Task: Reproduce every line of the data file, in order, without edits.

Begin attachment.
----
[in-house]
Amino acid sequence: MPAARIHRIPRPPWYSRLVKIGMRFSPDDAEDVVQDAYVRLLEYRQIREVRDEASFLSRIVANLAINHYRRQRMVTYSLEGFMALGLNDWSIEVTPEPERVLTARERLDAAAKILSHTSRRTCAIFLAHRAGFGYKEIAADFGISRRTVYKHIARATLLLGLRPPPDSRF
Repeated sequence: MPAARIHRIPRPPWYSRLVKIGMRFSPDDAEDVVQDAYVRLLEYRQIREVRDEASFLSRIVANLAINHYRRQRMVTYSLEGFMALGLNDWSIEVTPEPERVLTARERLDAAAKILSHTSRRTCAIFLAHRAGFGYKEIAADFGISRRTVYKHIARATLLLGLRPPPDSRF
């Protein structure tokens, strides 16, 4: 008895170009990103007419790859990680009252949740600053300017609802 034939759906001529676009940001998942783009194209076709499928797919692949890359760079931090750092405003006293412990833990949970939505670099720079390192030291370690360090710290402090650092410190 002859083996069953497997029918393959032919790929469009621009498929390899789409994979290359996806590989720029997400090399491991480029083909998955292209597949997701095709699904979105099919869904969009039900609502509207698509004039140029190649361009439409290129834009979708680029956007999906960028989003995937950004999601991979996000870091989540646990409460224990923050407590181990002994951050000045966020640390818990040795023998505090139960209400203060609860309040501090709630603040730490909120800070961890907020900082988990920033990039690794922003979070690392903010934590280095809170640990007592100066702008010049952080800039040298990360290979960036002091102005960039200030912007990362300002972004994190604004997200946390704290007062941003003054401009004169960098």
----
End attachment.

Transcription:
[in-house]
Amino acid sequence: MPAARIHRIPRPPWYSRLVKIGMRFSPDDAEDVVQDAYVRLLEYRQIREVRDEASFLSRIVANLAINHYRRQRMVTYSLEGFMALGLNDWSIEVTPEPERVLTARERLDAAAKILSHTSRRTCAIFLAHRAGFGYKEIAADFGISRRTVYKHIARATLLLGLRPPPDSRF
Repeated sequence: MPAARIHRIPRPPWYSRLVKIGMRFSPDDAEDVVQDAYVRLLEYRQIREVRDEASFLSRIVANLAINHYRRQRMVTYSLEGFMALGLNDWSIEVTPEPERVLTARERLDAAAKILSHTSRRTCAIFLAHRAGFGYKEIAADFGISRRTVYKHIARATLLLGLRPPPDSRF
């Protein structure tokens, strides 16, 4: 008895170009990103007419790859990680009252949740600053300017609802 034939759906001529676009940001998942783009194209076709499928797919692949890359760079931090750092405003006293412990833990949970939505670099720079390192030291370690360090710290402090650092410190 002859083996069953497997029918393959032919790929469009621009498929390899789409994979290359996806590989720029997400090399491991480029083909998955292209597949997701095709699904979105099919869904969009039900609502509207698509004039140029190649361009439409290129834009979708680029956007999906960028989003995937950004999601991979996000870091989540646990409460224990923050407590181990002994951050000045966020640390818990040795023998505090139960209400203060609860309040501090709630603040730490909120800070961890907020900082988990920033990039690794922003979070690392903010934590280095809170640990007592100066702008010049952080800039040298990360290979960036002091102005960039200030912007990362300002972004994190604004997200946390704290007062941003003054401009004169960098």